Yes, we’re still on Emerson. So much of what he wrote about is thoughtful, provocative, and full of truth. Case in point:
‘Love of beauty is taste. The creation of beauty is art.’
This doesn’t just apply to the physical arts – i.e., a painting or a sculpture. That’s ‘obvious’ beauty. Putting words on paper to ‘create’ beauty is totally different. I believe it’s more interpretive than physical art because there are no use of colors, or shapes, or things that prompt a reaction. As a writer, my medium is the English language. It’s much harder to create beauty with that. And, oh, we can create so much ugliness with it, too. We can hurt with it more than physical art can hurt (unless you pick up a bronze sculpture and brain someone over the head with it). Writers can hurt the soul with the ugliness of their art. That cuts the deepest.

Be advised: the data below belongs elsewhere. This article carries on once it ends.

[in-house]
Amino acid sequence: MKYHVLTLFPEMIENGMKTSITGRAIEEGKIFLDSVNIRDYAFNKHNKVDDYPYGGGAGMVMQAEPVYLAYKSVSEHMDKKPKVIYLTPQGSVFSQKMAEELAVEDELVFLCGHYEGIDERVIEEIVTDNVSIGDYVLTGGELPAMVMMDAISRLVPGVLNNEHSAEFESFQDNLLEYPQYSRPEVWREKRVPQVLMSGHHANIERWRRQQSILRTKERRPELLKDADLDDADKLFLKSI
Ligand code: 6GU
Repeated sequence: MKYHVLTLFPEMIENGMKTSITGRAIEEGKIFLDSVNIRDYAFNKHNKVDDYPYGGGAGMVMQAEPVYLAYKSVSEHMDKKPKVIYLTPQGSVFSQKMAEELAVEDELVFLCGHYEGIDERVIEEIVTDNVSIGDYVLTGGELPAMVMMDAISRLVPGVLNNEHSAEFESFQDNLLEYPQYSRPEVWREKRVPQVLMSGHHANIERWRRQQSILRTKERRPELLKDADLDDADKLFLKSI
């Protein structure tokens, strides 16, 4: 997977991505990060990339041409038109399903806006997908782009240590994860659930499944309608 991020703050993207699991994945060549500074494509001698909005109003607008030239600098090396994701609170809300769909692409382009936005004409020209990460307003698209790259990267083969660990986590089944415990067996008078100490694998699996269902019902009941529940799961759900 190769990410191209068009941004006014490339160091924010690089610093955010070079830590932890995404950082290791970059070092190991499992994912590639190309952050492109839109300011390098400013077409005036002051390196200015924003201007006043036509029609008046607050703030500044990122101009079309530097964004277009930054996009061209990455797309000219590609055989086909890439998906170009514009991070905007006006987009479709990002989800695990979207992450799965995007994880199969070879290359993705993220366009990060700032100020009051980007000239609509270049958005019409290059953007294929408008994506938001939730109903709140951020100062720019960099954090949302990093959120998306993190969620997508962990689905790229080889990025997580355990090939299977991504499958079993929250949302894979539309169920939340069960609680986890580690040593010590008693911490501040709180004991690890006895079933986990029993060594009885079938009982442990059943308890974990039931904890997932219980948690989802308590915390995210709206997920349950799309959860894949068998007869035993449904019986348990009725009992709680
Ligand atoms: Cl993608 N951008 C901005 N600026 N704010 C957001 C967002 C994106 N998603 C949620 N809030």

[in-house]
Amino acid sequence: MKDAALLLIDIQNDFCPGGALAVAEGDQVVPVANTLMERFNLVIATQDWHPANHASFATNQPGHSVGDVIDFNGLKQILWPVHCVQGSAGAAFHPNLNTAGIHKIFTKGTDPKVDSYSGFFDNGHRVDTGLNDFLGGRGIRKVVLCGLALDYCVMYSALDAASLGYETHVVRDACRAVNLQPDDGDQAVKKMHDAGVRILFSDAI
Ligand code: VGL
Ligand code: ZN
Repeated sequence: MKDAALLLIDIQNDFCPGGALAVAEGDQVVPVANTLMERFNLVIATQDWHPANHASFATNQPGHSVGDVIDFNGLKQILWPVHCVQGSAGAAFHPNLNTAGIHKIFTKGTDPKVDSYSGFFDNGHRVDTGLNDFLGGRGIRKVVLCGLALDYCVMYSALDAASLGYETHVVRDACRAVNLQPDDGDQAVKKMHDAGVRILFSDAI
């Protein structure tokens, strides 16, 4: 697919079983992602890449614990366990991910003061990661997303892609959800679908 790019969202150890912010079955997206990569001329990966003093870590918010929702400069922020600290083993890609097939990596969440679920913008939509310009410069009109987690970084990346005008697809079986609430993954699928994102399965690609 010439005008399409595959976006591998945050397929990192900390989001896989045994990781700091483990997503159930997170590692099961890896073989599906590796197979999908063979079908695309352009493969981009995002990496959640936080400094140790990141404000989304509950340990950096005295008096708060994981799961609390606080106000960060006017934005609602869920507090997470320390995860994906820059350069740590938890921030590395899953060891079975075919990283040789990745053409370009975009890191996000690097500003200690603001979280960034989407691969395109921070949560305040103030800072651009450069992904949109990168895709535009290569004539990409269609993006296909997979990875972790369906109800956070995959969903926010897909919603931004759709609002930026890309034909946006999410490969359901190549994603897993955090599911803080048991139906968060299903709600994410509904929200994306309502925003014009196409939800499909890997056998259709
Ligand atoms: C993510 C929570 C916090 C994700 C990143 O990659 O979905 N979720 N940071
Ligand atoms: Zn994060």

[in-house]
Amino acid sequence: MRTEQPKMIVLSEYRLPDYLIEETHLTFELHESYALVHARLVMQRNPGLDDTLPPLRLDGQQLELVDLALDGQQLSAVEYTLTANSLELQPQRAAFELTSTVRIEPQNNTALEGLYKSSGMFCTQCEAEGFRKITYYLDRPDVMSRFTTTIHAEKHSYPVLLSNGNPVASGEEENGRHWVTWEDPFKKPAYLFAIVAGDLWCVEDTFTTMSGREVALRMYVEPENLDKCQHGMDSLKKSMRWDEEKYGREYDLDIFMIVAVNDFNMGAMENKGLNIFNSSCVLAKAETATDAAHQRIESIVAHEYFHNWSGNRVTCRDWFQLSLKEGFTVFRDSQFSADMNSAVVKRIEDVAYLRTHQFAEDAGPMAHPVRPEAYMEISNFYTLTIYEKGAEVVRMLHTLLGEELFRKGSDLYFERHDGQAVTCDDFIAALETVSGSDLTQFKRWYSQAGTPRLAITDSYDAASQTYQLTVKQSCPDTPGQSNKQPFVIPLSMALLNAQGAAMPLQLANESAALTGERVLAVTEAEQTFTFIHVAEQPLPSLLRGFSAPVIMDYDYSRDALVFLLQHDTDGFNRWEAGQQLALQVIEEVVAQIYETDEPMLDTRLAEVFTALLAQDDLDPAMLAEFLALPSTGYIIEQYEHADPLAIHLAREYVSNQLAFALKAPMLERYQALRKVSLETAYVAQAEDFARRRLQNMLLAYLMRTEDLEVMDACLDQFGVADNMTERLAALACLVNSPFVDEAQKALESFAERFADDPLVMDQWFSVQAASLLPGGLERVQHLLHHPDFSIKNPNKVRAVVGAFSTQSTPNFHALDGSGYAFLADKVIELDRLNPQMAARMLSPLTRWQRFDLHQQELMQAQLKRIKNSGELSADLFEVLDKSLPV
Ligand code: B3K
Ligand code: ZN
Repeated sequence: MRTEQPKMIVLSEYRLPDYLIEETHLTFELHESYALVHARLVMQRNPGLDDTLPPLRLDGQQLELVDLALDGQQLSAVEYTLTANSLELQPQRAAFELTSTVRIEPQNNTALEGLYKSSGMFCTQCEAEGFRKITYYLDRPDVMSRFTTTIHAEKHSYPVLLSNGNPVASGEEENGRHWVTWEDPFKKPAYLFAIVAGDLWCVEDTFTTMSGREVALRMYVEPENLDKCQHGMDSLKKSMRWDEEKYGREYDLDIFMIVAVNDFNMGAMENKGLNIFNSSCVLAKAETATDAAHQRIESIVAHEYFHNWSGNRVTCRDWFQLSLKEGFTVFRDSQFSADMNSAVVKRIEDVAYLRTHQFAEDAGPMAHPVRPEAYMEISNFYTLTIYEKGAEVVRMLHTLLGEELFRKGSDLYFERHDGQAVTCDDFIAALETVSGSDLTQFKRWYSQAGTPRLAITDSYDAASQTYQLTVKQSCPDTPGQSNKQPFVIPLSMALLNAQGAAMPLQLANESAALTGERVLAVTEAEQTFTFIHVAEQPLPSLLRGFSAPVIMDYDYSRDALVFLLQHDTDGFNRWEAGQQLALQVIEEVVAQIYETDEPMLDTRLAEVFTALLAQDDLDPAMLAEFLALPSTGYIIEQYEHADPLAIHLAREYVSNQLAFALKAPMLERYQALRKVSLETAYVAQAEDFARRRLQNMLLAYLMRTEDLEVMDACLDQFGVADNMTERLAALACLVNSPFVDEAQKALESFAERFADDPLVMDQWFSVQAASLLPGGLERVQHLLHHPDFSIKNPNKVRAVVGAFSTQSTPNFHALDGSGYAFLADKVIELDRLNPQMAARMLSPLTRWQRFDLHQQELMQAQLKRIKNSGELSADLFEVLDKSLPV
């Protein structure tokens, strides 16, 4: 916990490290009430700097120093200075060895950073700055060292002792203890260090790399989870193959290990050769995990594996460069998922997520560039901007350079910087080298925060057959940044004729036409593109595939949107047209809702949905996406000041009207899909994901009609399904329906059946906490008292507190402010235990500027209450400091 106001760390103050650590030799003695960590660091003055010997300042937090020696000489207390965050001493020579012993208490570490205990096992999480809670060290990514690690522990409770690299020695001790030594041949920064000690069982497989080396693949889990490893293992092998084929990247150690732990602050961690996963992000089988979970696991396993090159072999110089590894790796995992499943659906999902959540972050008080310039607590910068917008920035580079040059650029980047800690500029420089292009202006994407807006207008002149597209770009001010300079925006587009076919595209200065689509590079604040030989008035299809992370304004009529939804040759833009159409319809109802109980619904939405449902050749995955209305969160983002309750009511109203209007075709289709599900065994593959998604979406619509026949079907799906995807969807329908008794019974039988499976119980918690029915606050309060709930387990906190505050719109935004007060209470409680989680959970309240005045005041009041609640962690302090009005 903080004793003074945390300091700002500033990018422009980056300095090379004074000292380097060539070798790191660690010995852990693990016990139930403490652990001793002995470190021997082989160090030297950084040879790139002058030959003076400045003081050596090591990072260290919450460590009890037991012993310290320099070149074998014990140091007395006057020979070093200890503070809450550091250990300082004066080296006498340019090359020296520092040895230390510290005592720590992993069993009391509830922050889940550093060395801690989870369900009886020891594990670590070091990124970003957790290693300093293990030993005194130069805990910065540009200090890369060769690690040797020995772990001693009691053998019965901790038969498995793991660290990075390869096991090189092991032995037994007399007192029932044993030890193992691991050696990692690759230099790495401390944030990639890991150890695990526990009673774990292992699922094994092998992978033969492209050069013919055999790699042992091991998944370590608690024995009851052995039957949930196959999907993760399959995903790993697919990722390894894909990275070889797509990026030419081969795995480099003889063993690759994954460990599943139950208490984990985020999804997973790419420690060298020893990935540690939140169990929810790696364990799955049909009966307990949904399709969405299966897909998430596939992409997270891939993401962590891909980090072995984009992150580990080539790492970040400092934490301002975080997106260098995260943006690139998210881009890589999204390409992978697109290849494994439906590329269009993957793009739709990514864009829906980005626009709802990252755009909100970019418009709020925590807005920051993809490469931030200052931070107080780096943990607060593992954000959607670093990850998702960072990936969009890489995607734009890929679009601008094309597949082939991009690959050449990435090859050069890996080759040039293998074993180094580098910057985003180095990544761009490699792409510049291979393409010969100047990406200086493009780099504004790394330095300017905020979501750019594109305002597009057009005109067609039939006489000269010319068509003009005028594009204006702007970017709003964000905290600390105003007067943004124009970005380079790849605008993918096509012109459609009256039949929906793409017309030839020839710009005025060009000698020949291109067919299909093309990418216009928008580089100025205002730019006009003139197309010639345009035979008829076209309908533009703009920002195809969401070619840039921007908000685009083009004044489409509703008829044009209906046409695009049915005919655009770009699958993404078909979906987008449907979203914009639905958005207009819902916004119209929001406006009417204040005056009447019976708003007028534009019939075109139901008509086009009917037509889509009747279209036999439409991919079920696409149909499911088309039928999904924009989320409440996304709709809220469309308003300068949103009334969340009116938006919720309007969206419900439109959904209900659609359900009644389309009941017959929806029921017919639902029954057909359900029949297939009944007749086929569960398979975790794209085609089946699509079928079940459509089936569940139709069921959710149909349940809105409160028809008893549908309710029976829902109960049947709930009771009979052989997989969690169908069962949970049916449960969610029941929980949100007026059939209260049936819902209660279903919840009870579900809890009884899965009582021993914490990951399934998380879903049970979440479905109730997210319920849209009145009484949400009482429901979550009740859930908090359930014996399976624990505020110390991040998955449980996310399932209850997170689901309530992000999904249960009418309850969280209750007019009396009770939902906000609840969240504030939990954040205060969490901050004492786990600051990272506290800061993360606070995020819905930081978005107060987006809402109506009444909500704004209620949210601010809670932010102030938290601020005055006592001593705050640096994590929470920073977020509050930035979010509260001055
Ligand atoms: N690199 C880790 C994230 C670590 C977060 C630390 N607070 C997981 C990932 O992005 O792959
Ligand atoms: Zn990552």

When I create my ‘art’, it’s a two-fold process – you want to string words together that gives the reader a sense of what the characters are seeing – where they live, the people around them, the landscape, the temperature, the dog farting by the fire. You get the point. My second objective is to give the characters themselves beauty and life – with physical descriptions, any oddities (in The Gorgon, the heroine stammered), and their thoughts and feelings. I go a step further. Like stage directions, I make my characters move around the room. They pick things up. They sip wine. Sometimes they’re putting on a shoe. They are alive in my mind and in the reader’s mind. These people cough and sneeze and eat. Isn’t that the creation of beauty as well? Therefore, in a sense, I am an artist. I paint mental pictures. I create.
Love of beauty is taste, indeed. The creation of beauty… well, that’s wide-open to anything you want it to be.